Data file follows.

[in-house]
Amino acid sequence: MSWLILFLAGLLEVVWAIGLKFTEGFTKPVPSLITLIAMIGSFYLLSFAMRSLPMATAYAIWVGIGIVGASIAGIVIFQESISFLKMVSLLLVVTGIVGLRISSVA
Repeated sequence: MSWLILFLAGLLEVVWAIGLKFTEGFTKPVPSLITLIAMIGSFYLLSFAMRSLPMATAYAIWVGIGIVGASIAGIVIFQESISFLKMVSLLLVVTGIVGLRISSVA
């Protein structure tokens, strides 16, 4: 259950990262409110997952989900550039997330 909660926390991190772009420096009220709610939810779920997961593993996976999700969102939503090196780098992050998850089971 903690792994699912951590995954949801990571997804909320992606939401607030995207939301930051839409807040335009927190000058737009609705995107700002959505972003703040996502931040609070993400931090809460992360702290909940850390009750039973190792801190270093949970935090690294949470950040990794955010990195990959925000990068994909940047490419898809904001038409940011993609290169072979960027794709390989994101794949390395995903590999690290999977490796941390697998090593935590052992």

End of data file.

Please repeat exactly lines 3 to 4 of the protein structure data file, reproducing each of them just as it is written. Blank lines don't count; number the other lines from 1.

Repeated sequence: MSWLILFLAGLLEVVWAIGLKFTEGFTKPVPSLITLIAMIGSFYLLSFAMRSLPMATAYAIWVGIGIVGASIAGIVIFQESISFLKMVSLLLVVTGIVGLRISSVA
């Protein structure tokens, strides 16, 4: 259950990262409110997952989900550039997330 909660926390991190772009420096009220709610939810779920997961593993996976999700969102939503090196780098992050998850089971 903690792994699912951590995954949801990571997804909320992606939401607030995207939301930051839409807040335009927190000058737009609705995107700002959505972003703040996502931040609070993400931090809460992360702290909940850390009750039973190792801190270093949970935090690294949470950040990794955010990195990959925000990068994909940047490419898809904001038409940011993609290169072979960027794709390989994101794949390395995903590999690290999977490796941390697998090593935590052992």